Sewing cuff 50 can be formed on prosthesis 10 in any of a number of different ways. Some examples are shown in subsequent FIGS. and described below.
In the illustrative embodiment shown in FIGS. 2 a-2 d, a medial (or more generally an interior) portion of fabric 40 is gradually pinched together as shown progressively in FIGS. 2 a-2 c until two interior creases 42 a and 42 b are formed and brought together (FIG. 2 c). A fine suture 60 is then used to sew the two creases 42 together to create sewing cuff 50. After the sewing cuff has been sewn together, the two free ends (edges) 44 a and 44 b of fabric 40 are wrapped around prosthesis core 20 and stitched together as shown at 70 in FIG. 2 d. Fabric 40 is pulled tightly together during stitching 70 so that it will securely and firmly wrap around prosthesis core 20.
In the alternative embodiment illustrated by FIGS. 3 a-3 c, fabric cover 40 is first wrapped loosely around prosthesis core 20. A portion of the fabric annulus is gradually squeezed or pinched together as shown at 41 in FIG. 3 b. This eventually produces a sewing cuff. Depending on the width of the cuff required, the amount of fabric 40 squeezed or pinched together to create the cuff can vary. Suture 60 is added to hold sewing cuff 50 together as shown in FIG. 3 c to complete the process.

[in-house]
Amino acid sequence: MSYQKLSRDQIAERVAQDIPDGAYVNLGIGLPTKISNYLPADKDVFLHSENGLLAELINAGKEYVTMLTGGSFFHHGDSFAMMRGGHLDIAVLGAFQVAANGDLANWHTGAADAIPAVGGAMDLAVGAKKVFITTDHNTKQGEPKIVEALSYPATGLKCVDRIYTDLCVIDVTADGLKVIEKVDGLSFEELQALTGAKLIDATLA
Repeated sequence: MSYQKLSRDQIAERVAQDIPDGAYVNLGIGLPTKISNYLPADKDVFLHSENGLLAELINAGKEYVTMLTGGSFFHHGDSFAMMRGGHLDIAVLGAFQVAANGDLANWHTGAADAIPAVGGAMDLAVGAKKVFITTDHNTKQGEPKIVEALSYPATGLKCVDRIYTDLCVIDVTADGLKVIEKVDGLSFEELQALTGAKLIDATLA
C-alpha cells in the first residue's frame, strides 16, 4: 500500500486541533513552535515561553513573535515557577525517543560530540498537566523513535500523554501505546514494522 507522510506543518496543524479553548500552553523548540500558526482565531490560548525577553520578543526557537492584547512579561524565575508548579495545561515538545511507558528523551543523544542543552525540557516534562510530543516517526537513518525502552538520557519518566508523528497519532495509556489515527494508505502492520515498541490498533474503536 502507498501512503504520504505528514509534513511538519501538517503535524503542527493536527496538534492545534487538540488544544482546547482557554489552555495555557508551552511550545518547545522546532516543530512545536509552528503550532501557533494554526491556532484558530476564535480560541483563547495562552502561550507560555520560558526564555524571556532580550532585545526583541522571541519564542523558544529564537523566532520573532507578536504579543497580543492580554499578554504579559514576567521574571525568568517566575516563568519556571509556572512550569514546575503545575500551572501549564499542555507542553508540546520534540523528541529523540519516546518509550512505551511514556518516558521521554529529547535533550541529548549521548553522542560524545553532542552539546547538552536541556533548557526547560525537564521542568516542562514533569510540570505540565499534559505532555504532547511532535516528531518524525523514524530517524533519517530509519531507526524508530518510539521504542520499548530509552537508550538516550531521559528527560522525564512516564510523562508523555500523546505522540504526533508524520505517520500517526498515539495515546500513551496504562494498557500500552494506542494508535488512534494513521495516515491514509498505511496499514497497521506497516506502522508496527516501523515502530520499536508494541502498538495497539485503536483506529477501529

In the further alternative embodiment shown in FIG. 4, sewing cuff 50 is created by squeezing together two otherwise free edges 46 a and 46 b of fabric 40 after the fabric has been wrapped around prosthesis core 20. A fine suture 60 can then be used to stitch the two single-layers fabric edges together (and around core 20) to form the sewing cuff. The width (radial outward projection) of the cuff (dimension W in FIG. 1) can be determined by adjusting the amount of excess fabric 40 used to wrap around the core. More than just the single stitch line 60 can be used to hold edges 46 a and 46 b together in sewing cuff 50.
In the still further alternative embodiment shown in FIG. 5, fabric 40 is loosely wrapped around prosthesis core 20 with both edges 48 a and 48 b free. Free edges 48 are then folded over on themselves so that each free edge becomes double-layered. The two double-layered free edges are then squeezed together, and a fine suture 60 is used to stitch the fabric together to form sewing cuff 50. A sewing cuff created in this way can be thicker (bulkier) and provide more cushioning. Free edges 48 can also be folded over multiple times to create a triple- or other multiple-layered cuff 50.